Pain Antidotes

By looking at each type of painful emotion we can often see a remedy for what we are feeling. Each of these feelings has the answering response that can mitigate our experience of pain. Learning how to invoke these healthy responses in the key to unlocking emotional health.

A process of transformation can start with me realizing that I am responsible for my emotional state. While the initial reaction is hard-wired in the brain and involuntary, I have the ability to decide long-term what feelings I feed.

Awareness of the emotions gives me the ability to use the rational part of my brain as a regulator for the amygdala which is responsible for the neurochemicals flooding my system. Scientific measurement show that with practice I can learn to control my emotional response. The converse is also true I can choose to spin out of control and excite the amygdala to a greater level.

Path of Healing

The journey toward health begins with a simple realization that I am responsible for my emotional health. In the same way that I am responsible for my physical health, I need to nurture and build healthy habits in my life.

This does not mean that my health is entirely within my control. It is possible to do everything correctly and have tragedy strike. But it does mean that any misfortune will come from the outside and not be the result of my own neglect. Most tragedies are self-induced and a direct result of not paying attention or taking responsibility for what can be controlled.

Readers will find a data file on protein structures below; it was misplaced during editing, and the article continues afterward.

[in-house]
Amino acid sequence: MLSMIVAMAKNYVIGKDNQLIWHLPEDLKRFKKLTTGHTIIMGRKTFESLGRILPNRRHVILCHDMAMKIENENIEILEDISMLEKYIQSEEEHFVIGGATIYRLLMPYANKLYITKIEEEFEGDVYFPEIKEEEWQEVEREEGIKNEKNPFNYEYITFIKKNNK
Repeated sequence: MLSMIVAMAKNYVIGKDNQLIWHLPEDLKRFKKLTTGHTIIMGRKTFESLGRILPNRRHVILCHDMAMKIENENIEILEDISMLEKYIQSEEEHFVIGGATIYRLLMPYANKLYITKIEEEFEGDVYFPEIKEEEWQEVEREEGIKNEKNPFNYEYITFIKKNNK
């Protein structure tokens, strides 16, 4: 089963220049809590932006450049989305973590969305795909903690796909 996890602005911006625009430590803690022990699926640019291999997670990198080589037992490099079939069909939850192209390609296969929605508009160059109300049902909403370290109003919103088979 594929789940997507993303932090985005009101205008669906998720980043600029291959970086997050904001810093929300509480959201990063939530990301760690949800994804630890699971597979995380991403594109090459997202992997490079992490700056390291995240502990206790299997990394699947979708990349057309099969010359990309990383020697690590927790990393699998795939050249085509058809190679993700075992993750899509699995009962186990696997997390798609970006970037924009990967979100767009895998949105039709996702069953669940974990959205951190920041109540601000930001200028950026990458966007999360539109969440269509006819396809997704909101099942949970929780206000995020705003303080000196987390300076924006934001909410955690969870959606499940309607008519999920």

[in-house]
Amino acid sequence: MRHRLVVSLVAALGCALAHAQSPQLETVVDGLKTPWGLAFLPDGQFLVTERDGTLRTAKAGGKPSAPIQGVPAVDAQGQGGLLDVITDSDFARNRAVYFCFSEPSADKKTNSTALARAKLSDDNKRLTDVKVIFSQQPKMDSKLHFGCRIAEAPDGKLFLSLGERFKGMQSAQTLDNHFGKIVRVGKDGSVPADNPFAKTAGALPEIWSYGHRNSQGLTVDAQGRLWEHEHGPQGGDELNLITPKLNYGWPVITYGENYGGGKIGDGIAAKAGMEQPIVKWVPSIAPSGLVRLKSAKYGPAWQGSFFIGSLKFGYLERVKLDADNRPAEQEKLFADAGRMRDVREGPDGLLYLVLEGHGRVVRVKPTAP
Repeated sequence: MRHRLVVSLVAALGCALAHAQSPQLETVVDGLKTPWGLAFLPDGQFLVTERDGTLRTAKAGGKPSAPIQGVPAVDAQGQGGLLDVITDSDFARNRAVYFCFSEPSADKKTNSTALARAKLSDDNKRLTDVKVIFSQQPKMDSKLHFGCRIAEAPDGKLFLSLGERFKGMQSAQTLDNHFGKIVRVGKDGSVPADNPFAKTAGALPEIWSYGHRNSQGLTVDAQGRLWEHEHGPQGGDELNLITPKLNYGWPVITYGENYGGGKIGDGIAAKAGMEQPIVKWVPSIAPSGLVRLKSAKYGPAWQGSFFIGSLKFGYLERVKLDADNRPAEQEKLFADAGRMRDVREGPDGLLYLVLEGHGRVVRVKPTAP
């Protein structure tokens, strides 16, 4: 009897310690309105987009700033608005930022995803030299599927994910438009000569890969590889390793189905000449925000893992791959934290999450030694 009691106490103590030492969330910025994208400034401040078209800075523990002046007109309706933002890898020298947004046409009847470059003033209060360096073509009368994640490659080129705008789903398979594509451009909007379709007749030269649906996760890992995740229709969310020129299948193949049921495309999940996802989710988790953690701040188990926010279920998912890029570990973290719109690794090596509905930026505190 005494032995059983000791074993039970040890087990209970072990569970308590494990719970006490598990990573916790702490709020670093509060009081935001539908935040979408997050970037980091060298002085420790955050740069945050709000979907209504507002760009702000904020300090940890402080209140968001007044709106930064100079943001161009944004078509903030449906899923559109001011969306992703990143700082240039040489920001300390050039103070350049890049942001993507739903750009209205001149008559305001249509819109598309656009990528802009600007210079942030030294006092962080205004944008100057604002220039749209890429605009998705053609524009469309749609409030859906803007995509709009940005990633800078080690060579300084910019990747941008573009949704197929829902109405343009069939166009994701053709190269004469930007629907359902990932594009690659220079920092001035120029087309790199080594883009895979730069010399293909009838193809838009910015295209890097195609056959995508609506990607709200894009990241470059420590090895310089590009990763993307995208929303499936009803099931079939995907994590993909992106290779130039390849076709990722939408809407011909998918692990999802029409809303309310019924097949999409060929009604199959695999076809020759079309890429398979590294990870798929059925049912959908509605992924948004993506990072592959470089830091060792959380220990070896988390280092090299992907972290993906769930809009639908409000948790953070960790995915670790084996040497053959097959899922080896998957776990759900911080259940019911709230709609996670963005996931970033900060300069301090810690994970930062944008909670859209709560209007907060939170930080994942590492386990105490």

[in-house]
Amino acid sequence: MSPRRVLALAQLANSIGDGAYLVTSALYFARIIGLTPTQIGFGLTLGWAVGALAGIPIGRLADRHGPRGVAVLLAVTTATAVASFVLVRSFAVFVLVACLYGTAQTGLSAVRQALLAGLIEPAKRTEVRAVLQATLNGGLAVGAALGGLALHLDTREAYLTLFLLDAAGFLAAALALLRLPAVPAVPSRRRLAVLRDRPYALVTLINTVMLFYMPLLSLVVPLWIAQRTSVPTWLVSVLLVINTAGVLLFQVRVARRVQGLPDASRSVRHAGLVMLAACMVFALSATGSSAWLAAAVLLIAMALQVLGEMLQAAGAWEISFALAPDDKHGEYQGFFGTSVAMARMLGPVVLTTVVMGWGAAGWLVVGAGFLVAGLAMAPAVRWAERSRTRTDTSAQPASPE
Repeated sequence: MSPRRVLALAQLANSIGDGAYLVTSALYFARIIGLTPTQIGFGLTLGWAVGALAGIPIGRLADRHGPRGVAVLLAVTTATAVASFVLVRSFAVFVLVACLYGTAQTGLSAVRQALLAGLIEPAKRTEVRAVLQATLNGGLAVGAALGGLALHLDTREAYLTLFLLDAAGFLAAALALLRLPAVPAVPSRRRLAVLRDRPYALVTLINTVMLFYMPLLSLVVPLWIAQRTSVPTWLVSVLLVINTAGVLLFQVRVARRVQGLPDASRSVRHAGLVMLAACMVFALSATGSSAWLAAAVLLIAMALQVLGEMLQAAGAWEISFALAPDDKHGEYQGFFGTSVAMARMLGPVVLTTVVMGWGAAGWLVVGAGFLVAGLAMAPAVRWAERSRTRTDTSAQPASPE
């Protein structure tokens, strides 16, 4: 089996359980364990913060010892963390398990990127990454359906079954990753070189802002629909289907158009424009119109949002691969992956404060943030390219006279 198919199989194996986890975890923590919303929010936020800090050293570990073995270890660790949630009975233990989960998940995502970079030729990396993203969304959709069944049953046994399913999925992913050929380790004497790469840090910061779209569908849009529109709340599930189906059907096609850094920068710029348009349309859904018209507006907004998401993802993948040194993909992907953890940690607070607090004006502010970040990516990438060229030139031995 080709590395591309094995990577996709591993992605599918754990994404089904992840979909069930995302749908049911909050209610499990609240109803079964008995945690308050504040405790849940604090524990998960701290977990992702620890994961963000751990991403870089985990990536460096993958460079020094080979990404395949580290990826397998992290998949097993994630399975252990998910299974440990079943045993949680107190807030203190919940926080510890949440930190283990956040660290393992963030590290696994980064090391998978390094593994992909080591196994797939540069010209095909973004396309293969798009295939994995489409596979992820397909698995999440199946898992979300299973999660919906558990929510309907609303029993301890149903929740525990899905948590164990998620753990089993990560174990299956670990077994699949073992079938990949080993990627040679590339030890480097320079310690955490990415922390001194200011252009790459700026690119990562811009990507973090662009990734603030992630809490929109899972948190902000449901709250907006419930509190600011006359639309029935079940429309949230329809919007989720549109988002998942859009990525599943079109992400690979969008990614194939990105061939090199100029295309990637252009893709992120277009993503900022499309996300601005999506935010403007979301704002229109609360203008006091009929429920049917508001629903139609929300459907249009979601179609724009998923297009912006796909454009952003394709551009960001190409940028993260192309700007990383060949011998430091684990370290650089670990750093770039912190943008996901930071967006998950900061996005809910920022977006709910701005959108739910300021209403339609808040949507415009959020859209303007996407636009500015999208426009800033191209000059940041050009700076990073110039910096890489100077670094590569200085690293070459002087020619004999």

The choice to pursue redemption and healing must be followed up with a commitment to become more aware of the feelings that drive my behavior. Awareness is the key to transformation. Without it there will be little progress made. Time does not produce growth, but awareness can.

Deep transformation results from a serious investment over time. It is necessary to explore and experiment with differing ways to respond to common situations so that the best alternatives can be found.

The ultimate goal of transformation is to experience real connection with others and ourselves and to find peace. This can't happen overnight, but it will happen as I continue to lean into the things that matter.

A key aspect of emotional transformation is learning to forgive. The act of forgiving releases me from the bondage of past experiences and allows me to fully embrace the future. It is impossible to be connected to others that we are unwilling to forgive. The unforgiveness will act an anchor taking down our relationships and sense of well-being with it.

Embracing Truth

I have found that in my life there are four touchstones of health. I hold these up regularly to see how I am doing. I regularly set aside time to do an honest evaluation of my state of mind. This involves restating truths that I believe and listening for the emotional resonance.

Medieval monks had a practice that they called "The Examine" where they would reflect deeply on a single experience to try and gain insight. They would select a recent experience that was either very positive or negative from examination. They would ask three questions.

I've been doing this regularly for the last few years and find it extremely helpful for amplifying the joy and understanding the pain. I have learned to recognize patterns of thought and behavior that repeat frequently. This is a great aid in fostering personal transformation.